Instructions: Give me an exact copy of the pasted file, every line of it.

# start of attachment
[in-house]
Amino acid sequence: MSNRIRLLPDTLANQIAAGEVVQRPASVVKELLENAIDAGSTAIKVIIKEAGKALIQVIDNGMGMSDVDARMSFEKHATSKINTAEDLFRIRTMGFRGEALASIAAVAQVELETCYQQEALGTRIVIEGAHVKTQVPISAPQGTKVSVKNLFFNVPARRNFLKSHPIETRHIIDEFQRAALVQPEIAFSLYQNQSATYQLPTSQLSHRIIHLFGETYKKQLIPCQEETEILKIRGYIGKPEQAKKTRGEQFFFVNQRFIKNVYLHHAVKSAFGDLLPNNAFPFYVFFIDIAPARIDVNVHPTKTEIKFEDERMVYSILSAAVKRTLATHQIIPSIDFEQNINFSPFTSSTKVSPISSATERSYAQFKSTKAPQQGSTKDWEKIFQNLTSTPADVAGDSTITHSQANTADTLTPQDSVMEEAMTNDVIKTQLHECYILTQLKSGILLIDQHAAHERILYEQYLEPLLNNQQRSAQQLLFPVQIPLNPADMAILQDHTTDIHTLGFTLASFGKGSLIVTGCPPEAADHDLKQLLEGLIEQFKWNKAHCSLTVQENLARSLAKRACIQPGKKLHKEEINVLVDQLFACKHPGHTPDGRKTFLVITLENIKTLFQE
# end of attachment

[in-house]
Amino acid sequence: MSNRIRLLPDTLANQIAAGEVVQRPASVVKELLENAIDAGSTAIKVIIKEAGKALIQVIDNGMGMSDVDARMSFEKHATSKINTAEDLFRIRTMGFRGEALASIAAVAQVELETCYQQEALGTRIVIEGAHVKTQVPISAPQGTKVSVKNLFFNVPARRNFLKSHPIETRHIIDEFQRAALVQPEIAFSLYQNQSATYQLPTSQLSHRIIHLFGETYKKQLIPCQEETEILKIRGYIGKPEQAKKTRGEQFFFVNQRFIKNVYLHHAVKSAFGDLLPNNAFPFYVFFIDIAPARIDVNVHPTKTEIKFEDERMVYSILSAAVKRTLATHQIIPSIDFEQNINFSPFTSSTKVSPISSATERSYAQFKSTKAPQQGSTKDWEKIFQNLTSTPADVAGDSTITHSQANTADTLTPQDSVMEEAMTNDVIKTQLHECYILTQLKSGILLIDQHAAHERILYEQYLEPLLNNQQRSAQQLLFPVQIPLNPADMAILQDHTTDIHTLGFTLASFGKGSLIVTGCPPEAADHDLKQLLEGLIEQFKWNKAHCSLTVQENLARSLAKRACIQPGKKLHKEEINVLVDQLFACKHPGHTPDGRKTFLVITLENIKTLFQE